Author + information
- Christoph Liebetrau, MD∗ (, )
- Helge Möllmann, MD,
- Christian Troidl, PhD and
- Holger Nef, MD
- ↵∗Department of Cardiology, Kerckhoff Heart and Thorax Center, Benekestrasse 2-8, 61231 Bad Nauheim, Germany
We read with great interest the letter by Dr. Mayr and colleagues regarding our work and the important topic of the effects of heparin on temporal microRNA (miRNA) profiles and the best timing of miRNA measurement after administration of heparin. Dr. Mayr and colleagues were recently able to show that both the timing of blood sampling relative to heparin dosing and the normalization procedure are critical for reliable miRNA measurements in patients receiving intravenous heparin (2,3). At this point, it can clearly be stated that heparin is not the only confounder in the setting of miRNA measurements; several factors, including different isolation protocols, blood sample type (plasma or serum), and inflammation-driven shifts in hematopoietic compartments after myocardial infarction, appear to further affect the detection of cell-free (truly circulating) miRNA (4).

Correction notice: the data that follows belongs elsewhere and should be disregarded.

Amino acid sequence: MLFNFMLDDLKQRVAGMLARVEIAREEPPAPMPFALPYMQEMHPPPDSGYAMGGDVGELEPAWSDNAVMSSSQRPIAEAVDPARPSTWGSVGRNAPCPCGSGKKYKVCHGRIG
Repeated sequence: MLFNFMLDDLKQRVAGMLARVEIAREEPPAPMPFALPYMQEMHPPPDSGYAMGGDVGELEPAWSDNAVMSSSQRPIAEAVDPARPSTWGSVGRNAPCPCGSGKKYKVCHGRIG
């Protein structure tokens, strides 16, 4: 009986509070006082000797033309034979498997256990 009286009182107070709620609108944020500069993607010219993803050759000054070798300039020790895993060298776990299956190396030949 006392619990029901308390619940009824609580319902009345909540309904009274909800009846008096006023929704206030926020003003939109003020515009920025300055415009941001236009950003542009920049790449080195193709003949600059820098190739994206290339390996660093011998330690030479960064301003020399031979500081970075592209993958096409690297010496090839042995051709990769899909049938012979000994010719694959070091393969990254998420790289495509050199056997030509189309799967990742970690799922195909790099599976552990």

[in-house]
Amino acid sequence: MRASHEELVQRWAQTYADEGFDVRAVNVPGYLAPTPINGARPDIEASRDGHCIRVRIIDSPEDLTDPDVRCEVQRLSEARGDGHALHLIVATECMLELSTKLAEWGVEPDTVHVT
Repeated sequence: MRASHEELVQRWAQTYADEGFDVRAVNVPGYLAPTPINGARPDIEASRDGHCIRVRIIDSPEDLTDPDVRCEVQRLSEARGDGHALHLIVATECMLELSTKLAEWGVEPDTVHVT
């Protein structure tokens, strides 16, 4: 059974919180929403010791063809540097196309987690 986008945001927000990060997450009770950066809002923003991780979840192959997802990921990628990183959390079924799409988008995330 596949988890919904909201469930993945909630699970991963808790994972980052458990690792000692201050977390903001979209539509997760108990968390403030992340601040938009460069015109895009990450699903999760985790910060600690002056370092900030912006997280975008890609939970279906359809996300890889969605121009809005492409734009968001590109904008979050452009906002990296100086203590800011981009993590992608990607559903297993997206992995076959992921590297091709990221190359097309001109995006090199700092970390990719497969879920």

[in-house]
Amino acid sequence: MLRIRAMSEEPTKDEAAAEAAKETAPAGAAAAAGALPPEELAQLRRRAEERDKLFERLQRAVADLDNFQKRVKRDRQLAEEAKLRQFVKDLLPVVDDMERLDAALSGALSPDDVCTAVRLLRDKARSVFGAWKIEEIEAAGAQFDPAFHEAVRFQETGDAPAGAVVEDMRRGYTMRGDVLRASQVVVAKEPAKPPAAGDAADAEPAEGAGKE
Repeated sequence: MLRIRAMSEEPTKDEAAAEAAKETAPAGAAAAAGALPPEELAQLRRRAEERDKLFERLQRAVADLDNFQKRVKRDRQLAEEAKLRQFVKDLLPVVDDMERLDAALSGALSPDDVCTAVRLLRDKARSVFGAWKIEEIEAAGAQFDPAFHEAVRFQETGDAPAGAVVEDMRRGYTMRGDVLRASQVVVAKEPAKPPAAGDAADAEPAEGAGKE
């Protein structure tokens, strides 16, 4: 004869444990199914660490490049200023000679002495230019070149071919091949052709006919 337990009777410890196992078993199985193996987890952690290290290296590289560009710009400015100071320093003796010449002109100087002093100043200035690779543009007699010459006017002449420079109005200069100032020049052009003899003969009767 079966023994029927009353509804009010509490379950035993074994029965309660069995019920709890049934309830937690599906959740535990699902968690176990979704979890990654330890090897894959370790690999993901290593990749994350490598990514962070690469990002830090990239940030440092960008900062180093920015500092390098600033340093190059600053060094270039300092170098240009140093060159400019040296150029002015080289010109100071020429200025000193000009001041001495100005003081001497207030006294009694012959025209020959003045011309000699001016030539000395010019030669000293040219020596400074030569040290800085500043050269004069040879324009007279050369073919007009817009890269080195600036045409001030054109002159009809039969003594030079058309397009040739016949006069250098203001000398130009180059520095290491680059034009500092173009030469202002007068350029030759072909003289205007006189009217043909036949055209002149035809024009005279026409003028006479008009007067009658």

With reference to the letter, the baseline blood samples in our study (1) were taken before administration of heparin. Therefore, we have a true control for the comparison of miRNA concentrations after transcoronary ablation of septal hypertrophy. The transcoronary ablation of septal hypertrophy procedure itself was performed after administration of heparin (bolus 5,000 IU heparin). The miRNAs were isolated from serum samples before miRNA isolation and spiking with native cel-miR-39. The samples were treated with heparinase to minimize the influence of heparin on the miRNA measurements. Of course, we cannot entirely exclude the further existence of an effect of heparin, but pre-study tests using the heparinase protocol showed comparable results for miRNA concentrations with and without heparin. Furthermore, our results clearly show a steep increase in miR-1 and miR-133a levels (approximately a 30-fold change) within 60 min after induction of myocardial infarction. Even if heparin were to cause a 30% difference in miRNA concentrations, the difference compared with miRNA concentrations at 15 min would still be significant.
The patients in our study were without antiplatelet medication. Therefore, we can exclude the interference of this medication with the measurement of miR-21 concentrations. Nevertheless, miR-21 is known to be up-regulated in the presence of cardiac hypertrophy. Thus, an influence on this subset cannot be entirely excluded.
Although methodological issues may slightly interfere with the final miRNA measurements, our results add important information to this new field, and miRNAs may well have a future as biomarkers for myocardial ischemia.
- American College of Cardiology Foundation
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